- November 17, 2020
- Posted by: Josiah Hincks Solicitors
- Category: Legal News
Generous benefactors donate to charity with a view to furthering all sorts of purposes close to their hearts – but what if those purposes cannot possibly be achieved? The High Court considered that thorny issue in a guideline case concerning a trust fund which was established in 1928 with the objective of paying off the national debt.
Gaspard Farrer, a retired partner in Barings Bank, placed cash and securities into the fund which were then valued at about £500,000. Further donations to the fund followed, including a gift of more than £400,000 by Lord Dalziel of Kirkcaldy in 1935. No new donations had been received into the fund since 1982 but, thanks to wise investment, it was currently worth £512.2 million.
After issues were raised as to whether the deed by which the fund was established created a valid charitable trust, the Attorney General – whose functions include the oversight of charities – launched proceedings. A number of descendants of donors into the fund argued that the deed was invalid from the outset and that the fund’s contents were therefore held on trust for their benefit.
Ruling on the case, the Court found that the deed created a valid charitable trust, the purpose of which was to benefit the nation by accumulating a fund that would in time be applied to discharging the national debt. It also had the subsidiary purpose of accumulating a fund to be applied in reducing the national debt if the trustees decided that there was an urgent national need for such a reduction.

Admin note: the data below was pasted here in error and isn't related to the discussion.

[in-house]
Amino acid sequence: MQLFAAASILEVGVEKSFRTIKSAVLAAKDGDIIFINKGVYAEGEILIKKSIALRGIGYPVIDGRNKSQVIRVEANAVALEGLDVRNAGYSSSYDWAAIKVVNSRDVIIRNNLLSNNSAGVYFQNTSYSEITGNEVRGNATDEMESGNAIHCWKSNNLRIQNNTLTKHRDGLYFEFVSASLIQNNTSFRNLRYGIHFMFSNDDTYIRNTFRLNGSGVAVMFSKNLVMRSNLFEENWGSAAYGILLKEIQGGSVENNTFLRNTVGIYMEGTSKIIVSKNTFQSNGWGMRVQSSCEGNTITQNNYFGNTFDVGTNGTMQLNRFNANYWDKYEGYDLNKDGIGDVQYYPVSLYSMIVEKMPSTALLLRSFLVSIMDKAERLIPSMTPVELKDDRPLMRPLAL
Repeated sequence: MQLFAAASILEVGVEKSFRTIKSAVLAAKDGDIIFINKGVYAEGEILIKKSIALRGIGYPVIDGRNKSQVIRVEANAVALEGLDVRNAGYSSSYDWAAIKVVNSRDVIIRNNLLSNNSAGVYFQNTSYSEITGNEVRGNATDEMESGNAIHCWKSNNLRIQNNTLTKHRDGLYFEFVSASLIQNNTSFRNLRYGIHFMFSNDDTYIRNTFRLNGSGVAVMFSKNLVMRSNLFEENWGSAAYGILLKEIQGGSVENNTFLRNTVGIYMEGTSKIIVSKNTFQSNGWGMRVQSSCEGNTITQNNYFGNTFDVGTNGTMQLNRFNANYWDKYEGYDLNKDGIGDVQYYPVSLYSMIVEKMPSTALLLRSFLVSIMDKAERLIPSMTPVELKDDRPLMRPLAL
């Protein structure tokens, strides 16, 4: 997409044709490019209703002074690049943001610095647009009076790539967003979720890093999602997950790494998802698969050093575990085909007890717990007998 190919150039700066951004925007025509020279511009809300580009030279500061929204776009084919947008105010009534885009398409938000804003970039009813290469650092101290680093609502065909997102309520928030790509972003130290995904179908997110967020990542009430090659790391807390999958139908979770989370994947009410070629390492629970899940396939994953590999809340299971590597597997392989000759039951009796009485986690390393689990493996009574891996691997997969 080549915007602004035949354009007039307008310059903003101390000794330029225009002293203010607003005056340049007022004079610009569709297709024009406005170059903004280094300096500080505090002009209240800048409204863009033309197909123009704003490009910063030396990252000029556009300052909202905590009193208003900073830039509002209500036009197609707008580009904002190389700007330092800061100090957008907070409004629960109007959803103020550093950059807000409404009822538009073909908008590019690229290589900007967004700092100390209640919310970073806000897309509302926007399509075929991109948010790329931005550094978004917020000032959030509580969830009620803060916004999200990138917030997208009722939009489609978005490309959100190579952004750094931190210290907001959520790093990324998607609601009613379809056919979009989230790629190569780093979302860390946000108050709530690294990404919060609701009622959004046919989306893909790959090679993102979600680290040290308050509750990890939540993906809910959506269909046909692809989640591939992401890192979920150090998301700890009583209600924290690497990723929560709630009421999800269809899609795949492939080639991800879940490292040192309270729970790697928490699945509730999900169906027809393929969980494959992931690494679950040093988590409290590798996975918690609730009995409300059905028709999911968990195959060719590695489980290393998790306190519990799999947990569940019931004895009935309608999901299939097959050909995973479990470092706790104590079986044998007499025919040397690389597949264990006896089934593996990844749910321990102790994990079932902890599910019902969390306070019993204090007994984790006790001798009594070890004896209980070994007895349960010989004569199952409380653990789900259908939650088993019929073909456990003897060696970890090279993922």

The Court noted that the value of the fund represented about 0.007 per cent of the current national debt, which as at 31 July 2020 stood at £2,004 billion. Although the objective of paying off the national debt had seemed viable in 1928, it was now vanishingly unlikely, in effect impossible, for that to be achieved. Mr Farrer had made an outright charitable gift, but the purposes that he envisaged had failed.
The Court, however, ruled that it had the power to alter the purposes of the fund so that its contents could be used to meet the overriding wish of Mr Farrer and other donors to benefit the nation. Whether the fund should be used to achieve a relatively tiny reduction in the national debt, or for some other purposes to which the money could make a real difference, would be considered at a further hearing.